The theory of an imposed solution is that the final contours of a settlement are already well known so it might as well be now. Even if the former proposition were true, the intention of the parties and their ability to perform would still be relevant. The Palestinians cannot run a state certainly not one that Hamas would not quickly take over nor do they seek to. Palestinian human rights activist Bassam Eid declared after the Hamas-Fatah civil war in Gaza, "We do not deserve a state." Fatah prefers the present kleptocracy to a state. Statelessness allows Palestinians to attack Israel without being held responsible, as would a state, and to remain the world's favorite mendicants.
Meanwhile the contrast between the Obama administration's urgency with respect to the Palestinian-Israel tract and its lackadaisical approach to Iran's nuclear ambitions could not be starker. The linkage of Iran to progress on the former is backwards. No more than a year likely remains to thwart Iran's nuclear ambitions. Peace will not in that period to a region in which there is still no Palestinian leader who can even recognize Israel's right to be a Jewish state.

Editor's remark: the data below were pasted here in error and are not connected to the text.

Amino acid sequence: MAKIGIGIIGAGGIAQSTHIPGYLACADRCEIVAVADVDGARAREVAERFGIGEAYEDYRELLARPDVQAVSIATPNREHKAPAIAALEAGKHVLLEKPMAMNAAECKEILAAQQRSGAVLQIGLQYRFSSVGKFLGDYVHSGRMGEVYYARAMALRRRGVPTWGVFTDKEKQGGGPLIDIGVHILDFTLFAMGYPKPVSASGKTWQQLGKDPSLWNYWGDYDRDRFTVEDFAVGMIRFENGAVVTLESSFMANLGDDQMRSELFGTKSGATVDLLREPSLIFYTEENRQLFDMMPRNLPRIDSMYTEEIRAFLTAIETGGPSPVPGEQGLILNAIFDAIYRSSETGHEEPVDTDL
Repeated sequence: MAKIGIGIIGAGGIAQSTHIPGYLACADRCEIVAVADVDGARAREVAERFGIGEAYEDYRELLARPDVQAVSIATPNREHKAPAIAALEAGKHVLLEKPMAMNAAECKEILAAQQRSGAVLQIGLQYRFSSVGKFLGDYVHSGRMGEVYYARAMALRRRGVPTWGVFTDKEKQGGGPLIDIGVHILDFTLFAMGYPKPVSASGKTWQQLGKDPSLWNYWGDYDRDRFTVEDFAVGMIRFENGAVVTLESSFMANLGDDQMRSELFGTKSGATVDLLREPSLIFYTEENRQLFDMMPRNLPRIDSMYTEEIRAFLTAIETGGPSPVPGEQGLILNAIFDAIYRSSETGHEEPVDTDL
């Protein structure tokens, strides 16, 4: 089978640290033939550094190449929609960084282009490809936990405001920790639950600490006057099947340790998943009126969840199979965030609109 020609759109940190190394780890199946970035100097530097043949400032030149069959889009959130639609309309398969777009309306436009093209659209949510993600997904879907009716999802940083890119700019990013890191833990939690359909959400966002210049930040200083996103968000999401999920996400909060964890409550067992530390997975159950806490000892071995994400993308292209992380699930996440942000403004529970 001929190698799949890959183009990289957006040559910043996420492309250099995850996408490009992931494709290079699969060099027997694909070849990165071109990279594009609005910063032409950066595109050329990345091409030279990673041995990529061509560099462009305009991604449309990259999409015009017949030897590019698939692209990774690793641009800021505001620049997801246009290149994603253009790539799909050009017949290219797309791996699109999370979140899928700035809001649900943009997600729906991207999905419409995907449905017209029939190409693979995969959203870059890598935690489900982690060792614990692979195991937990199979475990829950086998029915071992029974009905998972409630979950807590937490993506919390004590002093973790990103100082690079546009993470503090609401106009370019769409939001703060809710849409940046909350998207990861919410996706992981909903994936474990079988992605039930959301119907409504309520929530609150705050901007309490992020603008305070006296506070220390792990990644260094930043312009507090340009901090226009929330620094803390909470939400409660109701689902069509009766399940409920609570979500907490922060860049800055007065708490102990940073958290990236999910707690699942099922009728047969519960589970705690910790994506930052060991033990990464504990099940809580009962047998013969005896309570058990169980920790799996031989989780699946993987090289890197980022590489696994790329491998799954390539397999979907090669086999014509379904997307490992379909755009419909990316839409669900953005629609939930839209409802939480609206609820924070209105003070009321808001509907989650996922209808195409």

The Sunni states fear a nuclear Iran much more than Israel, and they are saying so. They will support an alliance against Iran because it is their interests to do so, as long as they believe America will act decisively and not leave them to Iran's tender mercies.